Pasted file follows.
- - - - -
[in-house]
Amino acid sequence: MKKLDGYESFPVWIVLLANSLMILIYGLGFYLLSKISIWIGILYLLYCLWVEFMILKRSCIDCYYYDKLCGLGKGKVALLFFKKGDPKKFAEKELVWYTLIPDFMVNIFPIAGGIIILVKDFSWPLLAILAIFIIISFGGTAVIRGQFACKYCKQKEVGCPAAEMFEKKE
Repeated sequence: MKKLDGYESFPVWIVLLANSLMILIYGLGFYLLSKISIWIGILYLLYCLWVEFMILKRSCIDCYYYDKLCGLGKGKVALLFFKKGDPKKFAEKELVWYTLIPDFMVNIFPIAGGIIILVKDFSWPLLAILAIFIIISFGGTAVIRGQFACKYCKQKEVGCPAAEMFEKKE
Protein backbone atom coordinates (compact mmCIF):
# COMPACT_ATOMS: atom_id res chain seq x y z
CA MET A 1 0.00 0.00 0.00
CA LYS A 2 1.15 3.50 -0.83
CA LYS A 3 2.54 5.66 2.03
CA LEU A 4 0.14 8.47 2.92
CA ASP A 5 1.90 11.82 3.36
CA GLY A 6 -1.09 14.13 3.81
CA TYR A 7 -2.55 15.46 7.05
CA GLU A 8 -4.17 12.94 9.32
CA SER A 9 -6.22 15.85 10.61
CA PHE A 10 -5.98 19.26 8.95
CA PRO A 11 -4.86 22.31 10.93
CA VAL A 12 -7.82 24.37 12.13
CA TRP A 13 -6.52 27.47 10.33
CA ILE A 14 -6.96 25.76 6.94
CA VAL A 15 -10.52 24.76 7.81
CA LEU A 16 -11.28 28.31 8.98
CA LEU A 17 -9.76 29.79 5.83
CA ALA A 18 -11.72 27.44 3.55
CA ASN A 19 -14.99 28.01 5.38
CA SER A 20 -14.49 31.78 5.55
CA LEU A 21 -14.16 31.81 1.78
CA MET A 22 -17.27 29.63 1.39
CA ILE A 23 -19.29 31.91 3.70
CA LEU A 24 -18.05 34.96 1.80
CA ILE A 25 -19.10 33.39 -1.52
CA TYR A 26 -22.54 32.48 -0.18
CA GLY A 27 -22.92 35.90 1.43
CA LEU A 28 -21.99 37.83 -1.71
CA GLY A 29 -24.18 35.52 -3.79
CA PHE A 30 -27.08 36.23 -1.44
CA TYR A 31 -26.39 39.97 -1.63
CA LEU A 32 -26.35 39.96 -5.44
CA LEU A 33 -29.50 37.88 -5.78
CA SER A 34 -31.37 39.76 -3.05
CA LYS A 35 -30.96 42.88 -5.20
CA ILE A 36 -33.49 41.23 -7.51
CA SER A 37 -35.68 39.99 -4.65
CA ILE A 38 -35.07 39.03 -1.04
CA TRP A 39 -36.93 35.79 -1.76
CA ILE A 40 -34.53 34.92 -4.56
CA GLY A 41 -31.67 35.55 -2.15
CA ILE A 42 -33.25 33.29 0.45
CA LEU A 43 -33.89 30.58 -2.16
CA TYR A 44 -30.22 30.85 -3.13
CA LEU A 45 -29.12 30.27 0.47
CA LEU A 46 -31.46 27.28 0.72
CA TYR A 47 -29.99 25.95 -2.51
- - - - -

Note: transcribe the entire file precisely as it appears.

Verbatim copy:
[in-house]
Amino acid sequence: MKKLDGYESFPVWIVLLANSLMILIYGLGFYLLSKISIWIGILYLLYCLWVEFMILKRSCIDCYYYDKLCGLGKGKVALLFFKKGDPKKFAEKELVWYTLIPDFMVNIFPIAGGIIILVKDFSWPLLAILAIFIIISFGGTAVIRGQFACKYCKQKEVGCPAAEMFEKKE
Repeated sequence: MKKLDGYESFPVWIVLLANSLMILIYGLGFYLLSKISIWIGILYLLYCLWVEFMILKRSCIDCYYYDKLCGLGKGKVALLFFKKGDPKKFAEKELVWYTLIPDFMVNIFPIAGGIIILVKDFSWPLLAILAIFIIISFGGTAVIRGQFACKYCKQKEVGCPAAEMFEKKE
Protein backbone atom coordinates (compact mmCIF):
# COMPACT_ATOMS: atom_id res chain seq x y z
CA MET A 1 0.00 0.00 0.00
CA LYS A 2 1.15 3.50 -0.83
CA LYS A 3 2.54 5.66 2.03
CA LEU A 4 0.14 8.47 2.92
CA ASP A 5 1.90 11.82 3.36
CA GLY A 6 -1.09 14.13 3.81
CA TYR A 7 -2.55 15.46 7.05
CA GLU A 8 -4.17 12.94 9.32
CA SER A 9 -6.22 15.85 10.61
CA PHE A 10 -5.98 19.26 8.95
CA PRO A 11 -4.86 22.31 10.93
CA VAL A 12 -7.82 24.37 12.13
CA TRP A 13 -6.52 27.47 10.33
CA ILE A 14 -6.96 25.76 6.94
CA VAL A 15 -10.52 24.76 7.81
CA LEU A 16 -11.28 28.31 8.98
CA LEU A 17 -9.76 29.79 5.83
CA ALA A 18 -11.72 27.44 3.55
CA ASN A 19 -14.99 28.01 5.38
CA SER A 20 -14.49 31.78 5.55
CA LEU A 21 -14.16 31.81 1.78
CA MET A 22 -17.27 29.63 1.39
CA ILE A 23 -19.29 31.91 3.70
CA LEU A 24 -18.05 34.96 1.80
CA ILE A 25 -19.10 33.39 -1.52
CA TYR A 26 -22.54 32.48 -0.18
CA GLY A 27 -22.92 35.90 1.43
CA LEU A 28 -21.99 37.83 -1.71
CA GLY A 29 -24.18 35.52 -3.79
CA PHE A 30 -27.08 36.23 -1.44
CA TYR A 31 -26.39 39.97 -1.63
CA LEU A 32 -26.35 39.96 -5.44
CA LEU A 33 -29.50 37.88 -5.78
CA SER A 34 -31.37 39.76 -3.05
CA LYS A 35 -30.96 42.88 -5.20
CA ILE A 36 -33.49 41.23 -7.51
CA SER A 37 -35.68 39.99 -4.65
CA ILE A 38 -35.07 39.03 -1.04
CA TRP A 39 -36.93 35.79 -1.76
CA ILE A 40 -34.53 34.92 -4.56
CA GLY A 41 -31.67 35.55 -2.15
CA ILE A 42 -33.25 33.29 0.45
CA LEU A 43 -33.89 30.58 -2.16
CA TYR A 44 -30.22 30.85 -3.13
CA LEU A 45 -29.12 30.27 0.47
CA LEU A 46 -31.46 27.28 0.72
CA TYR A 47 -29.99 25.95 -2.51